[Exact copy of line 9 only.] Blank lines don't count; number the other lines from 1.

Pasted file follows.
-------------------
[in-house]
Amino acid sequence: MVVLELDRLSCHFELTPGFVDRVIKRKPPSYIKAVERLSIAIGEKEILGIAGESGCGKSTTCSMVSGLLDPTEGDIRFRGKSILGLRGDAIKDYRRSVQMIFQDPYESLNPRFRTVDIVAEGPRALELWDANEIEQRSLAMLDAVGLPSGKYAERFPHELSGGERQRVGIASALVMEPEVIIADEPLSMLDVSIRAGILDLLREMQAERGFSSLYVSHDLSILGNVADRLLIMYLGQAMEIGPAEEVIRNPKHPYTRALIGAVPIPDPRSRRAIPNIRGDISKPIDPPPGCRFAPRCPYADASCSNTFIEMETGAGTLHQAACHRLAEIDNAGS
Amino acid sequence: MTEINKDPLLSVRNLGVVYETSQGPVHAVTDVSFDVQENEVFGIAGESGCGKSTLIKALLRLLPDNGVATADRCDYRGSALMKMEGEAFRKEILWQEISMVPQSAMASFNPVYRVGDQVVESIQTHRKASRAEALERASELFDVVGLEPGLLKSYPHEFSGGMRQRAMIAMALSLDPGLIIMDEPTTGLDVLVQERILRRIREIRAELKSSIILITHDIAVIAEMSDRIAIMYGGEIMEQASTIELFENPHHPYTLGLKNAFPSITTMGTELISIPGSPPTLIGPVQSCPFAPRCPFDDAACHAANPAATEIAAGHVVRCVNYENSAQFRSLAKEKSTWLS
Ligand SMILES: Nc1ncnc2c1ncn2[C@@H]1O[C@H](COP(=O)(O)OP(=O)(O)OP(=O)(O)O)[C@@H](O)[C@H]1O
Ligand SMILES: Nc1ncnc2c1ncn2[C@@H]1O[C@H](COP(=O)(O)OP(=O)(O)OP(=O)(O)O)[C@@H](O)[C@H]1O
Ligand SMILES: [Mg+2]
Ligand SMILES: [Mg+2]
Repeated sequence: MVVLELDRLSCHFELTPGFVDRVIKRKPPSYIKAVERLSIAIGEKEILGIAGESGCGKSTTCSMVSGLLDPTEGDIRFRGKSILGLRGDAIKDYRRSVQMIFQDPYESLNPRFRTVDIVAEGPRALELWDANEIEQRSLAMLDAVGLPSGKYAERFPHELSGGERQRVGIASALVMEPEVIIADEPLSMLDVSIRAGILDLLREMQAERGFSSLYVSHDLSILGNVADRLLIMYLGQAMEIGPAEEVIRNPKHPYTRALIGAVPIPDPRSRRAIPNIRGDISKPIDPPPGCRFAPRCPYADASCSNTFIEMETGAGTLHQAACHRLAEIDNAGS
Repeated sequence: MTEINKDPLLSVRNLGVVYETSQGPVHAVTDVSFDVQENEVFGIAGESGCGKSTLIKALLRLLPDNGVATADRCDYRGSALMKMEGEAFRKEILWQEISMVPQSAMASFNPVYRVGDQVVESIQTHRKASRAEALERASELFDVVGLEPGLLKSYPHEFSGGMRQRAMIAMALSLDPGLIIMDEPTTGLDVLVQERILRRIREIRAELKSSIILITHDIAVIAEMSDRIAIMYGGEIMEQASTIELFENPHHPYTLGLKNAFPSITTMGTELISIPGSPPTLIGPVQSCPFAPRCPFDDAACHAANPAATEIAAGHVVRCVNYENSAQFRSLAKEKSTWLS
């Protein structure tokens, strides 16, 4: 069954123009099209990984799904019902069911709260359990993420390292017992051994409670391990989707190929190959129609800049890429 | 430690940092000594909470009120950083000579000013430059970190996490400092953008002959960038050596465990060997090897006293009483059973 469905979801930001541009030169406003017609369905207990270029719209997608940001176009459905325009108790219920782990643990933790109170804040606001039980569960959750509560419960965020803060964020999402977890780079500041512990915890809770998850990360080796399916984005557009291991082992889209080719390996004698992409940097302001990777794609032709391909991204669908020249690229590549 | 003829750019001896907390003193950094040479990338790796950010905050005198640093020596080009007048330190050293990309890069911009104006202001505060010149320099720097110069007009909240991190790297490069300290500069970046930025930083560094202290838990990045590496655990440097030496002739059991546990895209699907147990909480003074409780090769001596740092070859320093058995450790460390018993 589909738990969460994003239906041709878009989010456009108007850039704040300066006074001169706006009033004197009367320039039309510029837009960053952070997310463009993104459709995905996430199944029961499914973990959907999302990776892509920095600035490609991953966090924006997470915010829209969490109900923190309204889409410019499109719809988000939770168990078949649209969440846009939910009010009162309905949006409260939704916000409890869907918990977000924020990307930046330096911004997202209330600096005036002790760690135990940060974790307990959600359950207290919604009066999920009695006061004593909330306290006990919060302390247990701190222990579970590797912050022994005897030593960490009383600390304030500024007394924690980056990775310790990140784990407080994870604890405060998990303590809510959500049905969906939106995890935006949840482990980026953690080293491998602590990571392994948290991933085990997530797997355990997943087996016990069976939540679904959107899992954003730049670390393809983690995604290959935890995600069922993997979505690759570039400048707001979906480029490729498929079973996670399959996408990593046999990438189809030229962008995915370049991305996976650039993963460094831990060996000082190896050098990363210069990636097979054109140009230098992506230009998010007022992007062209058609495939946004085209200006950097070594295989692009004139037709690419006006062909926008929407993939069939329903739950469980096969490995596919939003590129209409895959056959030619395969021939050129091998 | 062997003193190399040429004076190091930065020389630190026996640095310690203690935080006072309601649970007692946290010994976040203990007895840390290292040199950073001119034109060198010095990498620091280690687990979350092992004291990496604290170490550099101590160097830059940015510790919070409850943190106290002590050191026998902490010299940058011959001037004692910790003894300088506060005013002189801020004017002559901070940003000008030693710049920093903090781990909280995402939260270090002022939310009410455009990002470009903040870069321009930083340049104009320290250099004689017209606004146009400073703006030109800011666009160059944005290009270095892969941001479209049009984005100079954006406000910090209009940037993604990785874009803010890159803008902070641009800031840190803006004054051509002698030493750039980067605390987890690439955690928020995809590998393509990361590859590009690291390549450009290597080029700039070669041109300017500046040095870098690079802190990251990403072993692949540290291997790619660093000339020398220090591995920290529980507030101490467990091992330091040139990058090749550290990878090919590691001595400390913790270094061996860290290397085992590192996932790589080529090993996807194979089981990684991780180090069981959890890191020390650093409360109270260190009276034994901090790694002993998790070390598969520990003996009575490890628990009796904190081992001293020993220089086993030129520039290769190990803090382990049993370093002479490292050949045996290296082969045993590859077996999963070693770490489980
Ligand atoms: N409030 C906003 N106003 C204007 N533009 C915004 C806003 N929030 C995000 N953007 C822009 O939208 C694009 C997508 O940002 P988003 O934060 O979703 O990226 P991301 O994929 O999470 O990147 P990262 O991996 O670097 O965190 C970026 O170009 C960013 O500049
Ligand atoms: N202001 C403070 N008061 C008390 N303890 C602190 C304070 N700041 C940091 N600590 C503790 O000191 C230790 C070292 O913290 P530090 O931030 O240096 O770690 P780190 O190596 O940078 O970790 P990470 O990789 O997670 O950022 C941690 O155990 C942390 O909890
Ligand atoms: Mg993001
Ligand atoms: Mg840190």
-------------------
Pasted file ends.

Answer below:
Repeated sequence: MTEINKDPLLSVRNLGVVYETSQGPVHAVTDVSFDVQENEVFGIAGESGCGKSTLIKALLRLLPDNGVATADRCDYRGSALMKMEGEAFRKEILWQEISMVPQSAMASFNPVYRVGDQVVESIQTHRKASRAEALERASELFDVVGLEPGLLKSYPHEFSGGMRQRAMIAMALSLDPGLIIMDEPTTGLDVLVQERILRRIREIRAELKSSIILITHDIAVIAEMSDRIAIMYGGEIMEQASTIELFENPHHPYTLGLKNAFPSITTMGTELISIPGSPPTLIGPVQSCPFAPRCPFDDAACHAANPAATEIAAGHVVRCVNYENSAQFRSLAKEKSTWLS